Re: (meteorobs) Re: NRL Instrument Makes First UV Observation of Meteor in Space

Subject: (meteorobs) Re: NRL Instrument Makes First UV Observation of Meteor
in Space

    I have finally had a chance to read the text of the message on UV-meteor
spectroscopy that you have referred to and now I think I can comment further
on it.

Lew Gramer quoted and wrote:

However, this line:
> > "Ground-based observations of meteors cannot detect many of the
> > important elements and compounds expected to be present in meteoroids."
> really gave me pause. Ed and others, is it in fact true that ground-based
> visible and IR meteor spectra are useless for studying certain constituent
> elements in the meteoroid itself??

    In the above statement, "Ground based observations of meteors cannot
detect MANY ---------etc.  This statement is true.  It refers to the
spectral lines present in the far UV region that cannot be observed from the
ground because of atmospheric absorption.  This takes nothing away from the
importance of ground based spectroscopy but adds more information to the
picture.  Early meteor spectra recorded meteor spectra well, at the blue end
of the spectrum.  Why, prisms were used as the dispersive element and they
only provide good dispersion in this region.  With a prism, the red end is
very crowded so lines overlap and are difficult to measure.  Also, blue
sensitive ortho plates were used.
    Later, panchromatic plates were used extending the region to slightly
below 4000A to around 6500A.  In the 1950s, transmission gratings blazed for
the visual region of the spectrum were introduced.  This solved the problem
of the poor dispersion of a prism at the red end of the spectrum.  Later,
gratings blazed for the red end, provided photographic spectra out to about
9000A or the near IR.  Again new optics were introduced which allowed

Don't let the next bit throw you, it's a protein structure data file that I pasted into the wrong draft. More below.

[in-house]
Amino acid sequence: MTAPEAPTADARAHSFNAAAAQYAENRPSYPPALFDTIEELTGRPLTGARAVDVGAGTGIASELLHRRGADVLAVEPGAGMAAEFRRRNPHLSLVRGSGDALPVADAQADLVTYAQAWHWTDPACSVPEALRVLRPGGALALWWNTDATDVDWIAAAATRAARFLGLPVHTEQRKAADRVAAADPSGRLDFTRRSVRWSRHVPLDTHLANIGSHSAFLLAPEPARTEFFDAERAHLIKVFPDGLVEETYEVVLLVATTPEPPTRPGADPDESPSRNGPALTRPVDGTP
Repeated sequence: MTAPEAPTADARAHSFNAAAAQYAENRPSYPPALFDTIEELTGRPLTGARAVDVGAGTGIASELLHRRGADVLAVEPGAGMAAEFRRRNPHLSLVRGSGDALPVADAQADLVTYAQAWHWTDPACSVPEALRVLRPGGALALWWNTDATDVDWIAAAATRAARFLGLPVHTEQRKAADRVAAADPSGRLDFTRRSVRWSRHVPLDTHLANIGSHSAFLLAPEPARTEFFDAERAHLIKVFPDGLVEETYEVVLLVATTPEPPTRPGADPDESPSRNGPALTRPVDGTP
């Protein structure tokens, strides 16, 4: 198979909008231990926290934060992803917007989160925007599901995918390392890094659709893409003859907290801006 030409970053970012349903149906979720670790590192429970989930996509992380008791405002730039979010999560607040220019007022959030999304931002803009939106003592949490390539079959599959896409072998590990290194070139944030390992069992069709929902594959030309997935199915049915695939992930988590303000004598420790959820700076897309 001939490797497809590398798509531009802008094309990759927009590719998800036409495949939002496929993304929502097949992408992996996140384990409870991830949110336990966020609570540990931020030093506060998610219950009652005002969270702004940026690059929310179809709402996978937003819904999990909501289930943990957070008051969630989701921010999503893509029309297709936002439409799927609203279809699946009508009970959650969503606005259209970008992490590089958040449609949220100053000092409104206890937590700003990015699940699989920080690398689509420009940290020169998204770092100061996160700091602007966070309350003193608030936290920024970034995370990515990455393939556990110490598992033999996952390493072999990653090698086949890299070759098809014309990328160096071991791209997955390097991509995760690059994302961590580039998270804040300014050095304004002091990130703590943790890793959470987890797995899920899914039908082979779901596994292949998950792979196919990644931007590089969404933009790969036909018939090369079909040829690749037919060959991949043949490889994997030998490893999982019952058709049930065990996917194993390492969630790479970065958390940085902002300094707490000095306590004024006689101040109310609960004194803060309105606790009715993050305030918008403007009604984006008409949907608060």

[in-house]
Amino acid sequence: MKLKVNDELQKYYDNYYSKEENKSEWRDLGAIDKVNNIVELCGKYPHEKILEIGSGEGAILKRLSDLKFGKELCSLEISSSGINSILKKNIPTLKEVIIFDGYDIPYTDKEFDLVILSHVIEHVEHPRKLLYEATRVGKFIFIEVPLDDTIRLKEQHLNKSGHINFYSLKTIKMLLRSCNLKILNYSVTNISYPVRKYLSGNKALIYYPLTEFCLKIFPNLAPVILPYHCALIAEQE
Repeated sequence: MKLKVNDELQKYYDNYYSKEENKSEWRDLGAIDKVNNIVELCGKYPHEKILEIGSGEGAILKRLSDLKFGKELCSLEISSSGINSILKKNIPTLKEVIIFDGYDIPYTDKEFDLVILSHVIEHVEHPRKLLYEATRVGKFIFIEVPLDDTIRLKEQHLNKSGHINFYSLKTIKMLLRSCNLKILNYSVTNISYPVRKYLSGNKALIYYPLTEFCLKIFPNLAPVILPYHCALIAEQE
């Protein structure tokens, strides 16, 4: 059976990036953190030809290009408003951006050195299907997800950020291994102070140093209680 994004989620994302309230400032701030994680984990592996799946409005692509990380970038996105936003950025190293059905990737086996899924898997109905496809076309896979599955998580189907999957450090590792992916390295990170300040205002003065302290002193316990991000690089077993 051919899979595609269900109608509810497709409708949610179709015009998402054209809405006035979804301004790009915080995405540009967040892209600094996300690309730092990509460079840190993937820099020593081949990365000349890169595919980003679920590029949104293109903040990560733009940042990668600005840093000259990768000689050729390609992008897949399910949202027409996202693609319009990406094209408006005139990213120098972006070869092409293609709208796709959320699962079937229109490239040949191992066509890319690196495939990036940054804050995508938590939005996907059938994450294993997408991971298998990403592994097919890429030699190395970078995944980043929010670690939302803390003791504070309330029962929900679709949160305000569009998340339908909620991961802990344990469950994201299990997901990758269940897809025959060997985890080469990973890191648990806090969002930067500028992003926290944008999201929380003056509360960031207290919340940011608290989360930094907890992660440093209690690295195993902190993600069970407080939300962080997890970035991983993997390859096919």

spectroscopy in the near UV region down to about 3300A.  Quartz optics had
to be used as standard glasses used in normal lenses are not very
transparent much below 3900A.  The atmospheric window from a ground based
observatory will not allow spectroscopy below  the ~3000A region.  Thus the
importance of extending the spectral range below this, as this NRL project
reports.  This does not take anything away from the importance of
spectroscopy in the other regions of the spectrum such as the ones obtained
from ground based systems but adds IMPORTANT information not observed
before.  Just as the use of video spectroscopy is important, as it extends
spectroscopy to fainter meteors.  Photographic systems using film will only
record spectra brighter than magnitude "zero" (prism systems) or ~-2.0> for
transmission gratings.  Video intensified systems have extended the faint
detection capability to about ~+3.0 magnitude.  It is too bad that the
resolution, as yet, is not as good as film based spectroscopy.  Video still
provides important information on the spectra of fainter meteors and in some
cases train spectra.
        I hope my explanation clears things up somewhat.

Ed Majden - AMS Meteor Spectroscopy Project Coordinator

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